Using Tor can help you anonymize web browsing and publishing, instant messaging, IRC, SSH, and other applications that use the TCP protocol.
This tutorial will guide you in installing, setting up and using Vidalia – a cross-platform interface for Tor, in OS X. Using Vidalia, you can start and stop Tor, view the status of Tor at a glance, and monitor Tor’s bandwidth usage. Vidalia includes Tor itself, and privoxy – which is a web proxy with advanced filtering capabilities. This might all sound a bit confusing, but it’s actually quite straight forward.
When some people think of anonymous web browsing, they may assume that only ‘hackers’, ‘crackers’ and people with poor intentions would be interested in remaining anonymous online. This is simply not true. From the Tor overview page:
Individuals use Tor to keep websites from tracking them and their family members, or to connect to news sites, instant messaging services, or the like when these are blocked by their local Internet providers. Tor’s hidden services let users publish web sites and other services without needing to reveal the location of the site. Individuals also use Tor for socially sensitive communication: chat rooms and web forums for rape and abuse survivors, or people with illnesses.
Journalists use Tor to communicate more safely with whistleblowers and dissidents. Non-governmental organizations (NGOs) use Tor to allow their workers to connect to their home website while they’re in a foreign country, without notifying everybody nearby that they’re working with that organization.
Groups such as Indymedia recommend Tor for safeguarding their members’ online privacy and security. Activist groups like the Electronic Frontier Foundation (EFF) are supporting Tor’s development as a mechanism for maintaining civil liberties online. Corporations use Tor as a safe way to conduct competitive analysis, and to protect sensitive procurement patterns from eavesdroppers. They also use it to replace traditional VPNs, which reveal the exact amount and timing of communication. Which locations have employees working late? Which locations have employees consulting job-hunting websites? Which research divisions are communicating with the company’s patent lawyers?
update: thanks to commenter kalbazs (see comments at the bottom of this post) – I should mention up front – when you use Tor, your surfing speed will decrease. This is due to the fact that the Tor network relies on people donating servers – and there aren’t enough servers to keep up with the demand. In the not too distant future I’ll do a couple of tutorials on how you can run a Tor server, if you have a lot of spare bandwidth.
Setting up and using Tor to surf the web anonymously
- The first thing you’ll want to do is download and install Vidalia. The installation is very straight forward, and you’ll end out with Vidalia in your Applications folder.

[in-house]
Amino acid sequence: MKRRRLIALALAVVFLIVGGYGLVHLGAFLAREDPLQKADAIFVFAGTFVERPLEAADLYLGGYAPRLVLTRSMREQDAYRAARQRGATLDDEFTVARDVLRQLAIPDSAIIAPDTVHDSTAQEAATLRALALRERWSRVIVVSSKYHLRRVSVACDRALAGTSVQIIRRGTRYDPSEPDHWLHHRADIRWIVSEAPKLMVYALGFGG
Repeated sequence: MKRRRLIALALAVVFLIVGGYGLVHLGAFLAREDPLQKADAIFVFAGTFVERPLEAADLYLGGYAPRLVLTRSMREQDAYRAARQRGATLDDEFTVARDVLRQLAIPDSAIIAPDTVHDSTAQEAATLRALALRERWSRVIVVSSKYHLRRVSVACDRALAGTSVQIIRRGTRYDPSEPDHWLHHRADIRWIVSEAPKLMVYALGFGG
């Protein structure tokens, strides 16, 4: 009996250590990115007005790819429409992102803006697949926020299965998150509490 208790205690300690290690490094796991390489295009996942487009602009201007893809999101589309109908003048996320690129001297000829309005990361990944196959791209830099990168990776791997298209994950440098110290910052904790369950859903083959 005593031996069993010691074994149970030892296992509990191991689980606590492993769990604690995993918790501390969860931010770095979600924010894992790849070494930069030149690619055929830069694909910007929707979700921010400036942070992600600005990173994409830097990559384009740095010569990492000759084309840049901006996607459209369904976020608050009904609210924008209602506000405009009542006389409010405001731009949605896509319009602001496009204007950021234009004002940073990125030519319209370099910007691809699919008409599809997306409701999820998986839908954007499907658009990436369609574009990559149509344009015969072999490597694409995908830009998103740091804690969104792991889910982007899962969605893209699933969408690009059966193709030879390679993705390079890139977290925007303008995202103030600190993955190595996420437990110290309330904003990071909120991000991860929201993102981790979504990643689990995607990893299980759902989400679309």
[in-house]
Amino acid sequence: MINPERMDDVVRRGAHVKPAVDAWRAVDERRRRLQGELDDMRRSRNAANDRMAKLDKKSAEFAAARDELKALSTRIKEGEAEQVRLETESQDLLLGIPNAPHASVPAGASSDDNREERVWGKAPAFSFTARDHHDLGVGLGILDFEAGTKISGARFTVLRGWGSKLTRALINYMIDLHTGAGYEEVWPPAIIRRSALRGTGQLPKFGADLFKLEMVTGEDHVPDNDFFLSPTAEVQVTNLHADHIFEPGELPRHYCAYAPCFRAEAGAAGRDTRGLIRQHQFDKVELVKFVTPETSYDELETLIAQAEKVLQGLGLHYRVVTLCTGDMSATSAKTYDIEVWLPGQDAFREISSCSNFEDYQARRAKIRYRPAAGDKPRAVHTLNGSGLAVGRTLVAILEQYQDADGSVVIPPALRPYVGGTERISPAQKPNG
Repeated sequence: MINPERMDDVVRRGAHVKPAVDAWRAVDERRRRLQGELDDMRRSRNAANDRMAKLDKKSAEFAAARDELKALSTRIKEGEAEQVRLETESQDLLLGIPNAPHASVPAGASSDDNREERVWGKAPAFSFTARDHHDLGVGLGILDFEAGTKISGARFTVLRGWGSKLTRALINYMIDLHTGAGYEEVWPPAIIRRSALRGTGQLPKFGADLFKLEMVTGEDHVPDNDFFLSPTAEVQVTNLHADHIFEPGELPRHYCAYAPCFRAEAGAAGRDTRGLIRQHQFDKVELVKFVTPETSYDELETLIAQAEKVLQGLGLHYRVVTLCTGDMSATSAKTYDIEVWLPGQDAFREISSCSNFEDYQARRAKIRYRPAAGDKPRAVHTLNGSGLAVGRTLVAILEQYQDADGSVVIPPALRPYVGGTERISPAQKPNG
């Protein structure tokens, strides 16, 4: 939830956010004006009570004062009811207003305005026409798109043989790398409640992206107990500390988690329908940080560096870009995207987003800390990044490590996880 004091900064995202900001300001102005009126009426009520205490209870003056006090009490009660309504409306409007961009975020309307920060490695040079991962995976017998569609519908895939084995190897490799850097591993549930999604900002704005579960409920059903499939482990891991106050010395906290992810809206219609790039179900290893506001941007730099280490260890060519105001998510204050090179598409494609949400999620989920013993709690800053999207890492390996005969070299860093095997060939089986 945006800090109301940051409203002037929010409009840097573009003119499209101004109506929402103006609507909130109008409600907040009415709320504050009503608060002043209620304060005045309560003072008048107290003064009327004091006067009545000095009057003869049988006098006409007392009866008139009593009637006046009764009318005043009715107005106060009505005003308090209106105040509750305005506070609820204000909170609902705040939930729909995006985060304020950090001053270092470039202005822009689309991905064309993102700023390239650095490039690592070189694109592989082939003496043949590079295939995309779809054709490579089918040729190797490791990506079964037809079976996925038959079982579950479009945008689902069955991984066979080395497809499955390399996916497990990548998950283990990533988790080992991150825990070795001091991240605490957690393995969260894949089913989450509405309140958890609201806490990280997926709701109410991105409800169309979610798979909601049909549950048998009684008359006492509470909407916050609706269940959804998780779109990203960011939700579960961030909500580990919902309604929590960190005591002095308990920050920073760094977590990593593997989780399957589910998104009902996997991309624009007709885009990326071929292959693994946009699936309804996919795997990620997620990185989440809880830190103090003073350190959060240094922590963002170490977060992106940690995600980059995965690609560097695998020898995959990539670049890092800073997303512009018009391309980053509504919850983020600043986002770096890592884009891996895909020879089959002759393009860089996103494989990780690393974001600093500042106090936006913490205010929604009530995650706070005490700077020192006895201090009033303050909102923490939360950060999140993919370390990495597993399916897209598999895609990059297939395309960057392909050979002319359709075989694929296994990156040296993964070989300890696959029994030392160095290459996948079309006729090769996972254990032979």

- Launch Vidalia and it will open up, start Tor and display the various settings and features.
- You should also notice the Vidalia icon in your dock is now “green”. That lets you know Tor is running.
- To manually edit the Firefox settings so that you can surf the web anonymously, select Firefox and then Preferences…. Note: or, skip down to step 8 which will show you a very nifty Firefox add-on (plugin) that automates all of this for you. Note #2: if you use Safari as your web browser, you can find the instructions to set it up as your anonymous browser here.
- Select the Advanced button, then the Network tab, and finally the Settings… button.
- Select Manual proxy configuration: and then enter localhost as the HTTP Proxy:, SSL Proxy:, FTP Proxy:, Gopher Proxy: and SOCKS Host:. Make sure the port is set to 8118 for every instance. When you’re done, click OK to return to Firefox.
- Once you’ve completed the above steps, visit the Tor detector. Assuming everything was set up correctly, you should be viewing a page similar to the screenshot below.
- If you don’t want to manually enter in the Tor settings each time you want to surf the web anonymously, download and install the fantastic Torbutton add-on (plugin) for Firefox. Once it’s installed (and you restart Firefox) you can enable and disable Tor with a single click (see screenshots below).
- Again, after you’ve installed Torbutton, visit the Tor detector page. Assuming everything was set up correctly, you should be viewing a page similar to the screenshot below.
- One of the “bonus” features of installing Tor via Vidalia is that Privoxy is also included, and enabled, by default. Privoxy will block (most) ads, further improving your privacy. The screenshot below illustrates a “blocked ad”.
- To stop Tor, click Tor from the Vidalia menu, and select Stop Tor.
- Or, right click (ctrl-click for single mouse button folks) the Vidalia dock icon, and select Stop Tor.
- The Vidalia icon will change from green (running) to gray with a red “X” (stopped).
Up next will be using Tor to chat/IM anonymously.